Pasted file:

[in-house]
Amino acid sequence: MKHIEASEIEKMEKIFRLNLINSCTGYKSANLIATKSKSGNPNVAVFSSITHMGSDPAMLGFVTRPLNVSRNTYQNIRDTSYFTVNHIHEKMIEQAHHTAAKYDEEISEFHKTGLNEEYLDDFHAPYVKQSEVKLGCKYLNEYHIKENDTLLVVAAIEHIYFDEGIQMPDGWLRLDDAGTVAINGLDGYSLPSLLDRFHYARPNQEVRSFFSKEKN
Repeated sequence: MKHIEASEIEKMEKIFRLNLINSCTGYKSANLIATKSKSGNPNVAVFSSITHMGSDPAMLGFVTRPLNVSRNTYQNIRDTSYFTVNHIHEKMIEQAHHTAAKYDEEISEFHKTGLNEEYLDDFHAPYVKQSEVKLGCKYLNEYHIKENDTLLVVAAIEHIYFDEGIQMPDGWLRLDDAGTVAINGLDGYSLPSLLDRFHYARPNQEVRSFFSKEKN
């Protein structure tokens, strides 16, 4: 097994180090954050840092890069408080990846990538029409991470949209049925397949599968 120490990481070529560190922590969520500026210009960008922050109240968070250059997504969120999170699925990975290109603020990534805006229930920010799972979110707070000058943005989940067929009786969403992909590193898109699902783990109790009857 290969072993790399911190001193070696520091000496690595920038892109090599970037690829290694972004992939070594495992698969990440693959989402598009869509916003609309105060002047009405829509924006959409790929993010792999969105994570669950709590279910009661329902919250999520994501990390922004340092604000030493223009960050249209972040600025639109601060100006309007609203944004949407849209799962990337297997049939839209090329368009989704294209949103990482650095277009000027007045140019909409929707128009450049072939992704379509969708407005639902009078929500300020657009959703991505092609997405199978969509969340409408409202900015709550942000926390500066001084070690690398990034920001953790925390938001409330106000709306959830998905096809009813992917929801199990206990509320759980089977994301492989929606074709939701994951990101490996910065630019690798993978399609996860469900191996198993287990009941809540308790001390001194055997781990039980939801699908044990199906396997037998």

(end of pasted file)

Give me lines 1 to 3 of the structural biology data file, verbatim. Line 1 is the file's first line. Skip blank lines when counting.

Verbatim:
[in-house]
Amino acid sequence: MKHIEASEIEKMEKIFRLNLINSCTGYKSANLIATKSKSGNPNVAVFSSITHMGSDPAMLGFVTRPLNVSRNTYQNIRDTSYFTVNHIHEKMIEQAHHTAAKYDEEISEFHKTGLNEEYLDDFHAPYVKQSEVKLGCKYLNEYHIKENDTLLVVAAIEHIYFDEGIQMPDGWLRLDDAGTVAINGLDGYSLPSLLDRFHYARPNQEVRSFFSKEKN
Repeated sequence: MKHIEASEIEKMEKIFRLNLINSCTGYKSANLIATKSKSGNPNVAVFSSITHMGSDPAMLGFVTRPLNVSRNTYQNIRDTSYFTVNHIHEKMIEQAHHTAAKYDEEISEFHKTGLNEEYLDDFHAPYVKQSEVKLGCKYLNEYHIKENDTLLVVAAIEHIYFDEGIQMPDGWLRLDDAGTVAINGLDGYSLPSLLDRFHYARPNQEVRSFFSKEKN